"It helps," said Matt Holliday. "Obviously, he's got that kind of stuff, so it doesn't necessarily make it easy. But at least you've seen his pitches. At least we've had some at-bats off him now. You know what his fastball looks like. You know what his slider looks like."
Cole might be a rookie, but he knows that baseball is a game of adjustments on both sides of the ball.
"They have seen me now a few days ago, but at the same time, I've seen them," he said. "So it's just going to come down to executing a handful of pitches, and, you know, being able to hit the spot or execute the pitch when I need to."
This Cardinals team has a history of success in elimination games, especially in St. Louis, although Monday's win in Pittsburgh certainly qualifies, too.
This Pirates team staved off the ghosts of the previous two Septembers to reach the postseason for the first time since 1992, then took the NL Wild Card Game against the Reds and flipped this series on its ear with a Game 2 victory at Busch Stadium.
It's Game 5. Something has to give.
"The game is going to be out there for somebody to win it," Hurdle said. "You've got to make plays. You've got to execute pitches. You've got to have quality at bats. And every once in a while, something completely apart from that could happen. You don't know whether it [could] be a rundown.
"That's what makes it so exciting, I believe."
Cardinals: Holliday breaks out
For once, it wasn't Carlos Beltran delivering the fireworks from the plate for the Cards in Game 4. It was the only other veteran in the lineup -- Holliday.
Holliday's two-run homer proved to be the difference in the game that sent the series back to St. Louis, as he sent a shot deep to center field after the Pirates walked Beltran for the second straight time. Whether or not they were pitching around the postseason star to get to him, Holliday didn't know, and didn't really care.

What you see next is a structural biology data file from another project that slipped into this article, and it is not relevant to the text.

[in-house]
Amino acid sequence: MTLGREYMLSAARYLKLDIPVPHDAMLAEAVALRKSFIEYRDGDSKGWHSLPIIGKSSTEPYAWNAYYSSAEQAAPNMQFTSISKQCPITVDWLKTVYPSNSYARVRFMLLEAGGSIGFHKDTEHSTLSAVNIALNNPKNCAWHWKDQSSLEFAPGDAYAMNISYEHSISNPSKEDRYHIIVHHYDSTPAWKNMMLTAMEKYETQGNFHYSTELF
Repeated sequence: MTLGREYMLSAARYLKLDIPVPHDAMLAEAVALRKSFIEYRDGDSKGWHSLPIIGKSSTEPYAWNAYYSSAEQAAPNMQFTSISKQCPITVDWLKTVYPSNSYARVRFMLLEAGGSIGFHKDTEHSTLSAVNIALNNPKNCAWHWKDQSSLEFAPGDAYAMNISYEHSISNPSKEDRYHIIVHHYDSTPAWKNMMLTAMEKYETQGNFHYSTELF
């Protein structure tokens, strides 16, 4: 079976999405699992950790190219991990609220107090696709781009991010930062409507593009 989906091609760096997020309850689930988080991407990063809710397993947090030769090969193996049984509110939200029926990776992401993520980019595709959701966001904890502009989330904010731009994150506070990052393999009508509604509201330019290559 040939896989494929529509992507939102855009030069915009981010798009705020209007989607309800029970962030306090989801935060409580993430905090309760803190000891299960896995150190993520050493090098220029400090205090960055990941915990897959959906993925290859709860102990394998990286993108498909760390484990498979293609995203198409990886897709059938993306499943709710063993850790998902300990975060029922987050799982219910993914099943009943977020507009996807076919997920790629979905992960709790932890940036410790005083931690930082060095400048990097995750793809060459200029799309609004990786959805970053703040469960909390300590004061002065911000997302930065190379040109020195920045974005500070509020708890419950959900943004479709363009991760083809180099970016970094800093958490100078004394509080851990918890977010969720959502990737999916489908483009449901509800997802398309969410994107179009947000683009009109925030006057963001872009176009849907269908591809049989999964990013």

"I don't take that personally or anything," Holliday said. "I'm glad Carlos was on base."
For Cardinals general manager John Mozeliak, it was a moment for one of his few veteran position players to come through and get his due.
"I've always thought he's one of the more talented hitters in the game," Mozeliak said of Holliday. "To see how consistent he's performed over the years, we're ... grateful to have him. To see him do something like this today, it's special, and he's deserving."
Pirates: Struggles at top continue
All year long, Starling Marte and Neil Walker set the table for the rest of the Bucs' lineup. But so far in this series, they've been unable to get anything going.
Marte went 0-for-4 in Game 4 and is now 1-for-15 in the series. Walker drew a base on balls in the ninth before being stranded with the final out, and he stands at 0-for-16 in the series.
"We would like to get a little better action up top," Hurdle said. "These guys are trying, they're working. The pitching has been challenging for them. They're gaining valuable playoff experience. ... We've just got to keep grinding -- they have to get in there and keep trying. Both are capable."
• Pedro Alvarez became the first Pirates hitter to record an RBI in his first five postseason games with his solo homer in Game 4.
• The Cards hit a homer in each of the two NLDS games in Pittsburgh after hitting zero there in 10 regular-season games.
• St. Louis is now 28-14 in Division Series games. The Cardinals have won eight of the 10 Division Series they have played.
• The Bucs are seeking their first postseason series victory since the 1979 World Series, having lost in the NLCS three times from 1990-92.
John Schlegel is a national reporter for MLB.com. This story was not subject to the approval of Major League Baseball or its clubs.